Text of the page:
Gotham City, home to the Dark Knight and his associated rogues’ gallery of villains, has been seen on screen – and on the pages of comic books – for decades. The latest film to bring these famous characters to life sees Robert Pattinson don the iconic cape and cowl as he stomps around a decaying city in ruins. Here’s how two cities in the UK became the unlikely stars of ‘The Batman’.
James Chinlund faced the task of bringing one of the best known fictional locations to life for the latest big screen outing of the Batman. The production designer has worked on superhero films before, The Avengers (2012) was a global box office hit and fans will remember the climax which saw a large scale battle on the streets of New York. Ten years on, Chinlund now gets to tackle a grittier story, which is a huge tonal shift from the Marvel Cinematic Universe.
Creating an urban cityscape
‘It all starts with Matt Reeves [director of The Batman],’ Chinlund says when asked about how he came about creating the new Gotham. ‘Matt and I had many interesting conversations about this place early in the writing process. It was important for him for it to be super-visceral, but grounded, so that the audience would feel existed’.
Chinlund, worked with Reeves on two of the most recent Planet of the Apes films, and the pair started collaborating on creating a playground for the Batman characters a lot sooner than expected. The spirit of the comic books and hopes of fans were paramount, and a character study of the location was developed to assist the process.
‘Cities like Pittsburgh, Detroit and Chicago of the period [of the first comics] were part of a pre-war architectural boom where architects could run fast and loose with their style choices. We knew we wanted that layer of gothic ornaments on crumbling facades, because Gotham has gone through that but now has corruption and unfinished skyscrapers. This skyline is real and grounded whilst simultaneously haunting.’
‘Our Batman is an urban Batman. He doesn’t live in a mansion in the country, he is right there in the heart of the city. Gotham Square would be a hugely important part of this film map and we started hunting for that. I came across Wellington Square in Liverpool – a beautiful place surrounded by amazing historical buildings – and that was our starting point. We radiated out from there and went to St George’s Hall, which is adjacent and served as Gotham City Hall. Both cities, Liverpool and Glasgow, capture those rich ornaments. The weather helps to tie it all together too,’ Chinlund adds, highlighting the greys and darker pallets we see in the finished film.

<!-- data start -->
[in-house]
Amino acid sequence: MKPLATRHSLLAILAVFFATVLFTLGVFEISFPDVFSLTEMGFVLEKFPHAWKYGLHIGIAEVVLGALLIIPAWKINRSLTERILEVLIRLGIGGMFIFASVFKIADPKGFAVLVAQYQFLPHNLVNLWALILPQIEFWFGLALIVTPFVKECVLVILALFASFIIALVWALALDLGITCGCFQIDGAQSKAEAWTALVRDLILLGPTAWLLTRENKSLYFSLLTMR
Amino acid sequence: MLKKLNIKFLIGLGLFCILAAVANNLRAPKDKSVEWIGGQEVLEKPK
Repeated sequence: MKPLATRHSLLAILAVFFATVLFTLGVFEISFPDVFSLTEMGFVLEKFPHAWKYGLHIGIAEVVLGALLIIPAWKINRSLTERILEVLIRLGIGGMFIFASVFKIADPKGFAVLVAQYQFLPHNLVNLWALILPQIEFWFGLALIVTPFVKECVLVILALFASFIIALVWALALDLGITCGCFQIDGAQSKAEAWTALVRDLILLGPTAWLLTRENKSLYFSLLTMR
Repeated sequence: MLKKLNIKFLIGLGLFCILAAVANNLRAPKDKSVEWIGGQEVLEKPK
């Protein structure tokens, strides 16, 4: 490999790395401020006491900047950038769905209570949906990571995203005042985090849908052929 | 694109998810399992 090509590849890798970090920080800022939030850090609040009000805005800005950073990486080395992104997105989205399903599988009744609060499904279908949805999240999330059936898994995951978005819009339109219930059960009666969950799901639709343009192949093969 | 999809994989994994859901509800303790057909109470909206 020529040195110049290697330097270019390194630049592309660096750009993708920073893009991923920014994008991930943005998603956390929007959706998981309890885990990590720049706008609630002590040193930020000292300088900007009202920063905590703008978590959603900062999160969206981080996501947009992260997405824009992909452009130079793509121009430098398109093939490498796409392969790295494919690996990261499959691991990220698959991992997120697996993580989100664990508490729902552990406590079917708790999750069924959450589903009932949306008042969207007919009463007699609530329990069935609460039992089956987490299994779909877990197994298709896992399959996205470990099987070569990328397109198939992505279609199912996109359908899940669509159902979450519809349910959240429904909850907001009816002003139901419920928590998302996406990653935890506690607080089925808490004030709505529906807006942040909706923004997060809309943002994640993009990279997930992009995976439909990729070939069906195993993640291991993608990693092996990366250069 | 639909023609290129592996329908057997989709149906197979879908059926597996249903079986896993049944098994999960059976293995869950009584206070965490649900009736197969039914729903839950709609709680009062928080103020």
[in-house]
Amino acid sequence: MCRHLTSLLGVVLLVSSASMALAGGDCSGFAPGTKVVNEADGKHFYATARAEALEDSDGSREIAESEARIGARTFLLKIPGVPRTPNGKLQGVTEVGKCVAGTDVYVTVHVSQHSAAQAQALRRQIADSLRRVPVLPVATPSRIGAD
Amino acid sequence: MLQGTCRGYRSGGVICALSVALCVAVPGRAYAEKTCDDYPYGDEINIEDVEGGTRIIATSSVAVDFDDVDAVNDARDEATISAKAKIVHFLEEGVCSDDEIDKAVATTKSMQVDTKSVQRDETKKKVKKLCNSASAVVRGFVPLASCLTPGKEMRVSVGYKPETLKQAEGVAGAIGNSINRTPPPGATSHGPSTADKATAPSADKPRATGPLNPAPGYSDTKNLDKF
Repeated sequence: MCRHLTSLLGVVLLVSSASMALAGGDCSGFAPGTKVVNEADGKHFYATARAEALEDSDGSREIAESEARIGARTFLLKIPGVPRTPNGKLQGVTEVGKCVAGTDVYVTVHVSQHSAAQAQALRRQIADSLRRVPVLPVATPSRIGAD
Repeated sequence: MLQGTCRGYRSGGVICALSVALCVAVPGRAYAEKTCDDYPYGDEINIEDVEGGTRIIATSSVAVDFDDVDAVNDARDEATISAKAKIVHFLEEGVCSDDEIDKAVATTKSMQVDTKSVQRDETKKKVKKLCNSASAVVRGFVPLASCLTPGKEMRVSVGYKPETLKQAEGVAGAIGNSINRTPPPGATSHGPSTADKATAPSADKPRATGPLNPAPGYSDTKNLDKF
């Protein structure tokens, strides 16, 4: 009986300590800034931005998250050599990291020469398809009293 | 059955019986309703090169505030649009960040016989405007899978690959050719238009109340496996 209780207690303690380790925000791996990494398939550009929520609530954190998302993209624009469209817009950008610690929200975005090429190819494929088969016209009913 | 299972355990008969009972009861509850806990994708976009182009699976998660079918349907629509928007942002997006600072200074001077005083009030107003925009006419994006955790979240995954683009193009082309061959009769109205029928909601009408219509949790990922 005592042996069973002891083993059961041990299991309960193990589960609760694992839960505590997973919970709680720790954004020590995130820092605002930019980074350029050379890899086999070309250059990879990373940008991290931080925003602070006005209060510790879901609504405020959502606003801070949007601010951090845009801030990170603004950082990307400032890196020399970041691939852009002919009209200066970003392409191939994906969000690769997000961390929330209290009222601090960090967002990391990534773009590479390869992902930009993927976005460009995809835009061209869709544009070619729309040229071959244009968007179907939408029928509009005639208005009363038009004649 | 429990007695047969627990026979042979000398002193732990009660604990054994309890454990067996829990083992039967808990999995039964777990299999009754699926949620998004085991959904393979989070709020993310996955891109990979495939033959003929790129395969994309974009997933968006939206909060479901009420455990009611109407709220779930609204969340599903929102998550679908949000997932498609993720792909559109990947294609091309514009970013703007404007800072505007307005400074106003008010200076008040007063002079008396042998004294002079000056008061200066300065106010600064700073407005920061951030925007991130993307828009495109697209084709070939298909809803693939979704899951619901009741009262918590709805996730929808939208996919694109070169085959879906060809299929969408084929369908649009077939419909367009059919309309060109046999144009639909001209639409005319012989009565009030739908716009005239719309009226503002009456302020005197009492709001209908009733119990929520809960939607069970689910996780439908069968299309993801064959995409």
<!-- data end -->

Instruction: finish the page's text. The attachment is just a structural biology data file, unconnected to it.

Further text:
The real-life locations of ‘The Batman’
‘I had never been to the north of England and the UK before, so it was a chance to discover this rich world.’ says Chinlund. ‘We got to look all over in places like Manchester too, but we narrowed it down to those targets we had in the end.’
A number of scenes in the movie take place inside a club owned by mob boss Carmine Falcone (John Turturro) and managed by his chief henchman, the Penguin (Colin Farrell). The distinctive interiors are instantly recognisable as ones from a famous venue in London.
‘That is Printworks London,’ Chinlund confirms. ‘This was an especially exciting location for me, as I have a history of going to clubs in New York and wanted to deliver a real and grounded take on a Gotham club. There was so much possibility there, and we also did a huge chunk of the film on the backlot of Warner Bros, just outside of London. I wanted to recreate something of a party I went to earlier in my life in Brooklyn Bridge, Anchorage which was something of a cathedral-like structure. Printworks early on became a huge inspiration.’
London features again in the movie in an even more unlikely manner. One of the old disused tram tunnel entrances in Holborn along The Kingsway is seen as the entrance to the Batcave in the film. ‘We shot that scene and used nearby Central Saint Martins [on Southampton Row] to capture the incredible architectural diamonds you have lying all over London. We made our Gotham PD headquarters here, it is so eccentric! There’s a scene where Batman escapes that police station, heads to the roof and jumps off what is actually the Liver Building’. Chinlund reveals. We’ll forgive a few geographical inconsistencies in the case of a fictional Gotham!
‘The Batman’ is on general release from 4 March.
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